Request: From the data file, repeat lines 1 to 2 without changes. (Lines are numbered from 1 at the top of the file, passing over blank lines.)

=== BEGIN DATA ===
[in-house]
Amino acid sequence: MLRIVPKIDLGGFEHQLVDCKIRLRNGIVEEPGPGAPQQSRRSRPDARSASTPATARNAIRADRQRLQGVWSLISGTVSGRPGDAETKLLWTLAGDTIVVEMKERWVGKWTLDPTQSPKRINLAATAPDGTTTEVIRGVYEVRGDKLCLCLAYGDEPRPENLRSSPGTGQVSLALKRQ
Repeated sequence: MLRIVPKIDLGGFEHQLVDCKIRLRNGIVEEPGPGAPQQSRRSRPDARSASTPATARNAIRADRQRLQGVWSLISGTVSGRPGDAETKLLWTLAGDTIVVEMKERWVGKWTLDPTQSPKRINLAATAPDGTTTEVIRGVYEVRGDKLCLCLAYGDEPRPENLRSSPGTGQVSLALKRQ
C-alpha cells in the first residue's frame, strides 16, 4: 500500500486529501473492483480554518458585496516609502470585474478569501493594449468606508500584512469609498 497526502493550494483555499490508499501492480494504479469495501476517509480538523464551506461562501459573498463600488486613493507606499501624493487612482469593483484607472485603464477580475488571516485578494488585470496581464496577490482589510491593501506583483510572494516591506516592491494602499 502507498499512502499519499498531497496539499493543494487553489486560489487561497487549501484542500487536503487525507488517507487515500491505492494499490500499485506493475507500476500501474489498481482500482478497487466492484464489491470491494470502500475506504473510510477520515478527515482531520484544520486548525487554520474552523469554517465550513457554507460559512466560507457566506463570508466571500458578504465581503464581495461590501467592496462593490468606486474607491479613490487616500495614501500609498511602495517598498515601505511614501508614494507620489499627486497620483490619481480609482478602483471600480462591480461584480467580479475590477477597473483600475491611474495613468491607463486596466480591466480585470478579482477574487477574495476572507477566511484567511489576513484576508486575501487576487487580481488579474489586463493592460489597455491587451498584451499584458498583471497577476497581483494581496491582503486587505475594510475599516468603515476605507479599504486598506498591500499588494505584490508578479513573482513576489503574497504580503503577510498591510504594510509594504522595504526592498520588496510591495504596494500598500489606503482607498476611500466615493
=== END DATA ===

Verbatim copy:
[in-house]
Amino acid sequence: MLRIVPKIDLGGFEHQLVDCKIRLRNGIVEEPGPGAPQQSRRSRPDARSASTPATARNAIRADRQRLQGVWSLISGTVSGRPGDAETKLLWTLAGDTIVVEMKERWVGKWTLDPTQSPKRINLAATAPDGTTTEVIRGVYEVRGDKLCLCLAYGDEPRPENLRSSPGTGQVSLALKRQ